For the first time in my life, I don’t actually want to give a book a rating. Not because I hated it, or loved it, I just don’t think a rating can do it justice either way.
Eleanor West’s home for Wayward children houses kids who have traveled to the most fantastical worlds, each through their own doorway. Upon returning to our world, none of them quite belong, and therefore go to live in a place where they are understood. But a week after Nancy, a girl who traveled to the underworld, arrives, someone begins murdering the children. Will the mystery be solved before the children’s home is shut down for good?
I have decided that there are three types of whimsical books: ones where the characters are rational, but the environment is whimsical (think the starless sea), ones where the world is rational but the characters are not (aka this book), and ones where both the characters and environment make no sense. Unfortunately, I have come to the conclusion that I am only a fan of the first type.
I think if I had had more background on the other worlds the characters went to, or at least had a sense of the “rules” of the universe so to speak, I would have liked it more. But readers are kind of thrown in to characters talking about living in a strange underworld, or on top of a rainbow that one needs special sneakers to traverse, or any of the other odd realms. They were SO random, but the characters all acted like it was totally normal, which was really jarring for an outsider. I didn’t feel particularly connected to any of them because I couldn’t get a grasp on the randomness.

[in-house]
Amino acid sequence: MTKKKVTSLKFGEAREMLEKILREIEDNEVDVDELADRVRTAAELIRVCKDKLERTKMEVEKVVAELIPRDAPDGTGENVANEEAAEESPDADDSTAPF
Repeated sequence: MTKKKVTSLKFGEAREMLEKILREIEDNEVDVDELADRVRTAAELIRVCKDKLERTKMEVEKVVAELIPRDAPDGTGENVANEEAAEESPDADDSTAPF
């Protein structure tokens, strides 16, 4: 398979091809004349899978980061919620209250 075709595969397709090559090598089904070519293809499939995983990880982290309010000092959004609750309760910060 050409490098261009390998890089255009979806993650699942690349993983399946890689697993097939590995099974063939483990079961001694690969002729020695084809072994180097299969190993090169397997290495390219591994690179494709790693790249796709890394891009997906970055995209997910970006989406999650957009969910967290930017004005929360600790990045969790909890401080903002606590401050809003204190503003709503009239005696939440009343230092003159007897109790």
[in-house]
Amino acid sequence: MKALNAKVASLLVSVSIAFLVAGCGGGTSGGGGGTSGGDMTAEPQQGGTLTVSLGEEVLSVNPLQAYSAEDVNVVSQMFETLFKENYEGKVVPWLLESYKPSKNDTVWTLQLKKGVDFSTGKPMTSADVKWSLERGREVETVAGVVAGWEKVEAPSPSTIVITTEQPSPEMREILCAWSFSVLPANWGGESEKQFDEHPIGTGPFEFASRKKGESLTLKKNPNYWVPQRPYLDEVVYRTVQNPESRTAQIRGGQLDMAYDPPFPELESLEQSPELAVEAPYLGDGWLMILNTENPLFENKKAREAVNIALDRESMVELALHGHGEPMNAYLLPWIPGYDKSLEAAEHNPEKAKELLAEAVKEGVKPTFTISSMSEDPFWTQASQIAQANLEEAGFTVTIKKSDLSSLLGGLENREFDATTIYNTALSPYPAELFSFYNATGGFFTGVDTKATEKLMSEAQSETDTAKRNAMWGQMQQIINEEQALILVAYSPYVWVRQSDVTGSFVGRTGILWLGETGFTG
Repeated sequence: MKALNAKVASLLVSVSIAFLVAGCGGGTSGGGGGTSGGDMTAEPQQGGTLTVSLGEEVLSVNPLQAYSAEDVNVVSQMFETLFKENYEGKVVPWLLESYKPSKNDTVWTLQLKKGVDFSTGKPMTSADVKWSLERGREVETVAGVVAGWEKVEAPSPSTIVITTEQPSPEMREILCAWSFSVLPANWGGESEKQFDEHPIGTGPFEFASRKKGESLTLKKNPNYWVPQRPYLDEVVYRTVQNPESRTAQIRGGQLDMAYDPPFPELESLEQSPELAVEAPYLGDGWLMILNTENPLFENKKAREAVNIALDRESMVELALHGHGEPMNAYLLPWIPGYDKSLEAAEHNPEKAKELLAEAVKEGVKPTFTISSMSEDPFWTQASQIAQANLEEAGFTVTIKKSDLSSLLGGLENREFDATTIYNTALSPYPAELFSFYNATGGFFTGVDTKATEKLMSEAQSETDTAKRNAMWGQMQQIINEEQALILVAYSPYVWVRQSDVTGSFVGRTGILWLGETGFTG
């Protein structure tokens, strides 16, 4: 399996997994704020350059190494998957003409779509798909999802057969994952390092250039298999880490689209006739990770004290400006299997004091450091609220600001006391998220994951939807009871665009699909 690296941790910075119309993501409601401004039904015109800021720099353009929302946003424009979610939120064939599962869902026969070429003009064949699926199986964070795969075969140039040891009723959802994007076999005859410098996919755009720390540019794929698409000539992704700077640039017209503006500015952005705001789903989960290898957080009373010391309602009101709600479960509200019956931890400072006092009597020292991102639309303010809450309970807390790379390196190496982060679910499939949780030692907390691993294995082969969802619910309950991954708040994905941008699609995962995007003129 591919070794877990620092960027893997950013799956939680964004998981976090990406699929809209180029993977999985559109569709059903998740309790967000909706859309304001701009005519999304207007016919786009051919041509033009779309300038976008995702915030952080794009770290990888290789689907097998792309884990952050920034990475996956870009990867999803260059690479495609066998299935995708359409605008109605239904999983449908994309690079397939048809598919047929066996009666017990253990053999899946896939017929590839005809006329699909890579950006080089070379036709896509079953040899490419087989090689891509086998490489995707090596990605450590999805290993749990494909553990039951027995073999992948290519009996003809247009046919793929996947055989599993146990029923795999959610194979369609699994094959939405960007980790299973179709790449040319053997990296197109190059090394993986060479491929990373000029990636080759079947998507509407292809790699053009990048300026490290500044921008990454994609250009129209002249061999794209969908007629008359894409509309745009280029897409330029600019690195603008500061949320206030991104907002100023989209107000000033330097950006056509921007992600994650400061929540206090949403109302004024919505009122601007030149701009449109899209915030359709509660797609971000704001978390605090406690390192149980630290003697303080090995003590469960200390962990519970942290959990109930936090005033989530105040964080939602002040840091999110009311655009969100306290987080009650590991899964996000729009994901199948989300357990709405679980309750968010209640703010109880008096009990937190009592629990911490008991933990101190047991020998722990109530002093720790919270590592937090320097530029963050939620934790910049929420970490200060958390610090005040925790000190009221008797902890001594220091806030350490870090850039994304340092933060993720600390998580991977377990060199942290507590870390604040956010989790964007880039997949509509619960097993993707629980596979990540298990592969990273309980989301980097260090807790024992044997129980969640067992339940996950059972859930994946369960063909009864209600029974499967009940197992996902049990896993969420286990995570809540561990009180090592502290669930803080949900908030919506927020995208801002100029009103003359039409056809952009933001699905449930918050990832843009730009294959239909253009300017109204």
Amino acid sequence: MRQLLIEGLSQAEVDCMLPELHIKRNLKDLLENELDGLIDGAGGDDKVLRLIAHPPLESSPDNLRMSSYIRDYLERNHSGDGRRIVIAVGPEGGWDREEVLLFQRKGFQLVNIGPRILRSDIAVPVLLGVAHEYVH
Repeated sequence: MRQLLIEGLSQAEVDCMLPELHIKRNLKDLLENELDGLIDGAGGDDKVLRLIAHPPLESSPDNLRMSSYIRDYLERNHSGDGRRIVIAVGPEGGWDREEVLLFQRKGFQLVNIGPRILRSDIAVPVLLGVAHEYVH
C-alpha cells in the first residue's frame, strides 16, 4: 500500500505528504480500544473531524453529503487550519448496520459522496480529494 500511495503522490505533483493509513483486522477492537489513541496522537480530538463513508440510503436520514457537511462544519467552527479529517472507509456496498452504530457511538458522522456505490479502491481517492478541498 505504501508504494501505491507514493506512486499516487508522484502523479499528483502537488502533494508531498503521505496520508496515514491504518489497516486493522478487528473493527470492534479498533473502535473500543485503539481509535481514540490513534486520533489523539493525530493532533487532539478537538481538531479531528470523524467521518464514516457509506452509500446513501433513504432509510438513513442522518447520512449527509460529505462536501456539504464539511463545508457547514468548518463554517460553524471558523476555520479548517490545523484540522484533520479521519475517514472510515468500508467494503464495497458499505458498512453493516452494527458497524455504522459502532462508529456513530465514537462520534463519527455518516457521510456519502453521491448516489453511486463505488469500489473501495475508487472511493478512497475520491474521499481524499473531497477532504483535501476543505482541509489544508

Despite not really being able to get into the story, there I did enjoy a lot of the messages. All of the kids in the home didn’t really fit into life before traveling to Their dimensions, and it was really nice to think that maybe those of us who feel different aren’t “wrong”, we just haven’t found the right doorway to step through yet. Plus, there are a couple of different LGBTQ identities represented that I thought were done very well (although if you disagree, please let me know!)
The murder mystery aspect, while definitely not predictable, was a little odd. It was just too short a book to try and incorporate so many different storylines. There were lots of parts of this book that I would give 5 stars (the messages, creativity, super deep lines buried in the whimsy), but all put together it just didn’t work for me.
P.S. I am going to be starting up Favorite Friday again this week! The topic is “favorite trope” if anyone would like to join in.
Intended audience: YA
Content warnings: murder, transphobia